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Marketing Toolbox for Forming Cohousing Groups
This document assumes you have a start-up group of folks interested in cohousing and you’re ready to start attracting more members. It is NOT meant to guide you through creating your community, only the marketing.
In order to attract others to cohousing, you will need to know a lot about it, both the movement overall, and the details of the community you are creating. Click here for more on how to learn about cohousing. (/knowledge) As part of your marketing program, plan educational events that will help your members and prospective members learn more about cohousing.
You will need to choose a name from which will grow a logo. Most communities choose a working title that is clearly not expected to be their long-term community name. Make it descriptive of what is unique about your community (location, age, etc). This name leads to a domain name, used for your website, and likely also lead to your email address.
If you don’t have a name yet but want to start getting email create a free Gmail account that’s general like email@example.com.
This goes back to the question of your community’s name selection and then creating a logo.
Once you have a name and logo they will be used in assorted ways including:
Registering a domain name for your website ($15/year)
Creating emails associated with your domain name
Creating a free MailChimp account where you’ll collect interested names/emails and then send emails using a template using your logo
Creating a free Facebook page
Possible printed materials
Public facing Facebook page to help spread word and announce meetings
Meetup website to get folks together for cohousing conversations
Create a listing on the cohousing.org directory and consider classified advertising.
Join the FIC directory (Foundation for Intentional Community) https://www.ic.org/. Update directory listings as you have more information about your group.
There are many inexpensive sources for print materials, including:
https://www.printingforless.com/ (use code RP1NEWS97 for $40 off)
Business cards are inexpensive and may be helpful for everyone to have while networking
Postcards – can include additional information and fit easily on an info table.
Create a PDF brochure to email to folks and print small quantities as needed to put in coffee shops, etc. That keeps costs down and makes it easy to update frequently without waste.
Suggested places to put your postcards/business cards/flyers:
Websites can be a big can of worms. If you have someone who already knows how to create websites, go for it. There are annual fees for domain name ($15/year) and hosting ($100+/years) and without a skilled community member, can be expensive to get designed if you’re having to pay for it. They require regular maintenance. Of course there are cheaper ways to go but they also have a downsides including learning curves and costs as well as who owns your content when you want to move.
What should be included in a website?
About your community is the most important – location, stage you’re in, values, steps to get involved
About cohousing in general (link to resources)
Make it easy to navigate and friendly – photos and bios of those already committed make it relatable.
Easy way to contact you
Learning more about this subject:
This page offers an overview of website steps: https://www.blockbeta.com/websites.html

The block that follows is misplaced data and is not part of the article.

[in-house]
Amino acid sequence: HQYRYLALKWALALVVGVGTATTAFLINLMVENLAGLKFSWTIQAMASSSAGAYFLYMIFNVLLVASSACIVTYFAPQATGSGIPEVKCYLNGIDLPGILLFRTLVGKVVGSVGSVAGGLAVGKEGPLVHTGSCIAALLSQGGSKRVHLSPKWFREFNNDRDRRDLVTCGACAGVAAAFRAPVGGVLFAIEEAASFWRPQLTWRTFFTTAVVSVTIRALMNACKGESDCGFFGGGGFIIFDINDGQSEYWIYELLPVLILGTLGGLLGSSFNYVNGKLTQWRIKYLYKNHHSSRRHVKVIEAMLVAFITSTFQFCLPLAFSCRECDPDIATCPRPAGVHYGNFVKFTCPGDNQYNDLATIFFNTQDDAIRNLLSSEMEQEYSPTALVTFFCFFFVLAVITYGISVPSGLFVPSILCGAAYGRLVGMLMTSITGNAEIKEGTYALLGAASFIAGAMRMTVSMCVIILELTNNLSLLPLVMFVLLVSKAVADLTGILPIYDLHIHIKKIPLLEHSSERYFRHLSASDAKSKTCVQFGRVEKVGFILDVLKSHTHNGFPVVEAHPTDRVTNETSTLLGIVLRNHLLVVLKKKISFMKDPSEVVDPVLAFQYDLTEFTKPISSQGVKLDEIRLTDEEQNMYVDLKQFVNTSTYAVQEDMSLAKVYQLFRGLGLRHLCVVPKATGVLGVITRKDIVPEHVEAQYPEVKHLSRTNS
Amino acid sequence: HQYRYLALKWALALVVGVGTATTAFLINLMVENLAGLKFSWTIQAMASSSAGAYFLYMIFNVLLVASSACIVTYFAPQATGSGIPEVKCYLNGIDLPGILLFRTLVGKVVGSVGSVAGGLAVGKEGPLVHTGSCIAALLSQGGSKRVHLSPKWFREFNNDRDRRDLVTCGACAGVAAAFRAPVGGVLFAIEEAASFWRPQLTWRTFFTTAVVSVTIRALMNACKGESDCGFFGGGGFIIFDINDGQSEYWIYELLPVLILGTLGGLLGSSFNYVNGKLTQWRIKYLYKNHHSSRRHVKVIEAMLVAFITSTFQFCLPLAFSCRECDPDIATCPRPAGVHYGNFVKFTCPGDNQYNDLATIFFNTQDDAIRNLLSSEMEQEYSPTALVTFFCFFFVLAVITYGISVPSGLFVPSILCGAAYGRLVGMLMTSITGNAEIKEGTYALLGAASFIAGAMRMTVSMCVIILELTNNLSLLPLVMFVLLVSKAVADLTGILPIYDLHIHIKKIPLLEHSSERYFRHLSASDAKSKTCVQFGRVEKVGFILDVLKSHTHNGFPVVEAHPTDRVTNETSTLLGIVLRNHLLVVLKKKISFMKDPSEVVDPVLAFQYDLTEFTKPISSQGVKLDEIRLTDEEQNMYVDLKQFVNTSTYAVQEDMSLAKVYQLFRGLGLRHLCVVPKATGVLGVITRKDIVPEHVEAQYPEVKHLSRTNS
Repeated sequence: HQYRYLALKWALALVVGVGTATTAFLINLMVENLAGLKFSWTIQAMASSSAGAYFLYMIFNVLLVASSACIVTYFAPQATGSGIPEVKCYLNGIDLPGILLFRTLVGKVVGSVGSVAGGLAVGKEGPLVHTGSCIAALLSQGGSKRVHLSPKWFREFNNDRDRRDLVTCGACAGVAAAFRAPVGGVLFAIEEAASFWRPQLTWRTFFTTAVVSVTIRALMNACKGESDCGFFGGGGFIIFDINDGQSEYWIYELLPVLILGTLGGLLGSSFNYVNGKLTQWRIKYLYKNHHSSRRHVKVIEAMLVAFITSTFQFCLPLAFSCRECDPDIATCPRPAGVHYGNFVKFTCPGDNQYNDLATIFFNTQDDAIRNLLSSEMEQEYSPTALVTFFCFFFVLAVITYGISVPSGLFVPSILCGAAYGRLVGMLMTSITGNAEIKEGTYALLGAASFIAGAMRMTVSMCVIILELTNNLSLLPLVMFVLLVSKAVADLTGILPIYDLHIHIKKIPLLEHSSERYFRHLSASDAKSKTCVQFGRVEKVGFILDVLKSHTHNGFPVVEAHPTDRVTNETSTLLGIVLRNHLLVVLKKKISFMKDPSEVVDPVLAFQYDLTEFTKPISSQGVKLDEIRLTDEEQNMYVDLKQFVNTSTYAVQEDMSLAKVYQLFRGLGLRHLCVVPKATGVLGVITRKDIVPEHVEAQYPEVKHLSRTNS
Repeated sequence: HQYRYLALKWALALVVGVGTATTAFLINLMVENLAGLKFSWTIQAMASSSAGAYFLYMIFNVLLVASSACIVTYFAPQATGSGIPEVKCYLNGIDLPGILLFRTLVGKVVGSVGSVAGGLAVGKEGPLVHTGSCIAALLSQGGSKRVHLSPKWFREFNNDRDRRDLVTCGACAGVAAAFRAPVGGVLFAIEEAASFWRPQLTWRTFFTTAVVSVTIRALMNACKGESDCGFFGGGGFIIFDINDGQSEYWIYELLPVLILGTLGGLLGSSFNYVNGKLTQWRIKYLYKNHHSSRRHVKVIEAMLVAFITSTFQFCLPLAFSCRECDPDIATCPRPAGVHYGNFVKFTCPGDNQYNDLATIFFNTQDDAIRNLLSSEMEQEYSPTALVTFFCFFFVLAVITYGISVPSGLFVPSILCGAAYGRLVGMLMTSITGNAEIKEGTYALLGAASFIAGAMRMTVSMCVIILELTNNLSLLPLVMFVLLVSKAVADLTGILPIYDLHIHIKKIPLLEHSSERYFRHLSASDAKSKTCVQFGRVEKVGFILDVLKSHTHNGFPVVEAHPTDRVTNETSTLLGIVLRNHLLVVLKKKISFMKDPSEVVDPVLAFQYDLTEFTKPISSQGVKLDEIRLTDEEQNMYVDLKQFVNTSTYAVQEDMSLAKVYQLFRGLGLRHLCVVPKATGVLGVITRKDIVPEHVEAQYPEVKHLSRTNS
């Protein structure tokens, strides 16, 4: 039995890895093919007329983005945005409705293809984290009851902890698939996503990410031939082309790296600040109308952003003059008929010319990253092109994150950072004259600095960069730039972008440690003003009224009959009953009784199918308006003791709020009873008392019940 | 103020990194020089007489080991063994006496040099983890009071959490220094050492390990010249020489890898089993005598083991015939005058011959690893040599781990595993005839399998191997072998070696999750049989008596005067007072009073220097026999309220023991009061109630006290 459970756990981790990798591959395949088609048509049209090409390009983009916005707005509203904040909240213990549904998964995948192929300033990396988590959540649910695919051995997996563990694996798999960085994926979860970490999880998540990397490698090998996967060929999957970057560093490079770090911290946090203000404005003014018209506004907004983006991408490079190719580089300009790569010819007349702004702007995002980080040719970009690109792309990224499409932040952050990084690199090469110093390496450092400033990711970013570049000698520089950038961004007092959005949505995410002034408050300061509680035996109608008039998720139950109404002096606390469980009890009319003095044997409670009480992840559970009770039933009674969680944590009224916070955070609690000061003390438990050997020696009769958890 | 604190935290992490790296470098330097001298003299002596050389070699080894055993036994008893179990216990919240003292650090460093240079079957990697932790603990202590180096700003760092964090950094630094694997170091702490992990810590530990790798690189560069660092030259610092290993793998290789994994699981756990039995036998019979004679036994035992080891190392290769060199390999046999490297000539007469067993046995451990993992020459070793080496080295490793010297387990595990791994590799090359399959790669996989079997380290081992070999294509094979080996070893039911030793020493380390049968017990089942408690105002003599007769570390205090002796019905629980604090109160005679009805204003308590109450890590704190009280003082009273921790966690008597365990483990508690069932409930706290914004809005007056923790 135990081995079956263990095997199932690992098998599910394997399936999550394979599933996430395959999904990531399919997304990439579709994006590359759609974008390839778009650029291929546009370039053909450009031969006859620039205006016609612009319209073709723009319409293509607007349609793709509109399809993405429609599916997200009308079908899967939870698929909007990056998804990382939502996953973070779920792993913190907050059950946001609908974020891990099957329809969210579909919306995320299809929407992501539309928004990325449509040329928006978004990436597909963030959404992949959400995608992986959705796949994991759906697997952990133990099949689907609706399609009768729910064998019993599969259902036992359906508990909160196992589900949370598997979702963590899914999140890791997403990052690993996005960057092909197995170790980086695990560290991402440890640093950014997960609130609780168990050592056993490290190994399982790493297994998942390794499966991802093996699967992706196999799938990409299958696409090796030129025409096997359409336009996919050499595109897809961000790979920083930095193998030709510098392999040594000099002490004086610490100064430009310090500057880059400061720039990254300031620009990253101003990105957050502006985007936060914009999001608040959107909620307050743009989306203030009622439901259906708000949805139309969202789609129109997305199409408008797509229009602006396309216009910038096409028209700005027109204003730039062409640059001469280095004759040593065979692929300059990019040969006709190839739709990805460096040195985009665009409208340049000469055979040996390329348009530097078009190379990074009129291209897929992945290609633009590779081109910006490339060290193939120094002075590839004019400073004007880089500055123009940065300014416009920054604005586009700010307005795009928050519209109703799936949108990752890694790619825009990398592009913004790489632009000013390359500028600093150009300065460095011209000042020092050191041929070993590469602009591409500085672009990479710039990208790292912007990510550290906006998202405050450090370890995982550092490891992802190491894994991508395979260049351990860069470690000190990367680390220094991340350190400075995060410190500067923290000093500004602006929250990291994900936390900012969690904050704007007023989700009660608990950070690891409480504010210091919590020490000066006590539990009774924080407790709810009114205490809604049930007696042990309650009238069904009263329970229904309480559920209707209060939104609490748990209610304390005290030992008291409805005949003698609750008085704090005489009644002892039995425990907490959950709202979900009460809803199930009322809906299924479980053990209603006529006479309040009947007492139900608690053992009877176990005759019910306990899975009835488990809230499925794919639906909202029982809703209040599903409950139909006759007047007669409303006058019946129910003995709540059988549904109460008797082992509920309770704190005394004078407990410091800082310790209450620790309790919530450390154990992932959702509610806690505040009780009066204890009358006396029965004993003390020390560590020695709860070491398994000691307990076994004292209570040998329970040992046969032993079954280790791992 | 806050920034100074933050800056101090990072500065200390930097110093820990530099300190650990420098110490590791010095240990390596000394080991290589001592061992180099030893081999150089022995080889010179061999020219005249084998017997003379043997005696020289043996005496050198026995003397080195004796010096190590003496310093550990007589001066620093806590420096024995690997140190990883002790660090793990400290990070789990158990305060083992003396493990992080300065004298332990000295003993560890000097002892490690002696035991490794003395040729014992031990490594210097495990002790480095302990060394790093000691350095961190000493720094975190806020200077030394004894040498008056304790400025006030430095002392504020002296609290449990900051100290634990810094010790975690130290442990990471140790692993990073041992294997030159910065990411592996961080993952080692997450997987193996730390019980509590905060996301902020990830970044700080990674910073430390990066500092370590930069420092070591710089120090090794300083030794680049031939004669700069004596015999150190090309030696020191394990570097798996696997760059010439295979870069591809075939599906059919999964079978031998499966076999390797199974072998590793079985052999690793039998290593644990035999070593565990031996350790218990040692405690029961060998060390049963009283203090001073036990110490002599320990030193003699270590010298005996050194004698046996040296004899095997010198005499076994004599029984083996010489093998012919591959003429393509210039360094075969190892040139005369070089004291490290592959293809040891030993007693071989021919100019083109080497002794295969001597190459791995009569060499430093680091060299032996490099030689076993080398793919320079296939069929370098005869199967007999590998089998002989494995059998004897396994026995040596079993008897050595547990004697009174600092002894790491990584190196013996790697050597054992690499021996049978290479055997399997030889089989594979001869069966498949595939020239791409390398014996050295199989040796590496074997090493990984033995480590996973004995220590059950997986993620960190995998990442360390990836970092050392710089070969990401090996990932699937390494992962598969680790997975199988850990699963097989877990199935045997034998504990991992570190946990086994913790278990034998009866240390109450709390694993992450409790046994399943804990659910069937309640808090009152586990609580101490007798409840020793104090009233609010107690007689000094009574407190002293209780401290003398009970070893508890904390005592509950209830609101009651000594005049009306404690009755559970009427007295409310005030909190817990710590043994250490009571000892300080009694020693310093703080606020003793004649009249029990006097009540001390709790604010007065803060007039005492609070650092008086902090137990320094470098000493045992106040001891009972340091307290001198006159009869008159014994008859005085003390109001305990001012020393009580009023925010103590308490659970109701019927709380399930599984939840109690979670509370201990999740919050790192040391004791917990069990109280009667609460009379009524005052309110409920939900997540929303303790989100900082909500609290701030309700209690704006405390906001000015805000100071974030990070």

This page offers descriptions of various website building tools such as Wix, Weebly, SquareSpace and WordPress: https://www.blockbeta.com/website-builder-tools.html
There are also some cohousing specific options out there including:
Plan regularly scheduled information events. Locate a venue in the geographic area you want to build in or nearby areas where potential members might live now. Free meeting spaces may be available through a library, church or other public building. Be careful to choose a space that is comfortable and easy to find. Remember this will be a first impression for many people.
Have sign-in sheet (make sure to get their emails!)
Use name tags and visuals.
Do introductions, adhere to agenda and end time.
Consider obtaining a few copies of books on cohousing to have on hand for events.
Promote via free community calendar listings in print and on blogs.
Partner with natural allies for co-promotion and hosting events.
Ideas for other events:
Visit existing cohousing communities in your area (see www.cohousing.org/directory)
For forming senior groups, consider putting on a Study Group 1: Aging Successfully course
Host a screening of a cohousing-related movie or TED Talk (such as Happy), and discussion afterwards
Create a MailChimp account (free for first 2000 names)
Collect interested people’s emails in this list and use it to promote informational events and your progress
Send something brief out on a consistent basis with updates. Every month or two is adequate.
For best results, we recommend professional printing. The file above is formatted “full bleed” for this type of printing. We recommend printing a large order to use over time and adding a 2 1/3 X 3 3/8 inch label that is printed with your community contact information and upcoming events. There is room for the label on the back of the flier.
Although not ideal, sometimes home printing is necessary. The file above is formatted for home printers. Printers vary. In some cases using two-sided printing will result the back being upside down. We recommend printing a test copy. If needed, print one side at a time and position paper for correct orientation.
CohoUS thanks Dick Margulis for graphic design and Richard Getler, Jes Gordon, Karen Gimnig, Adam Johnson, and McCamant Durrett Architects for the photography
CohoUS Staff, Sheila Hoffman
Tags: forming communities
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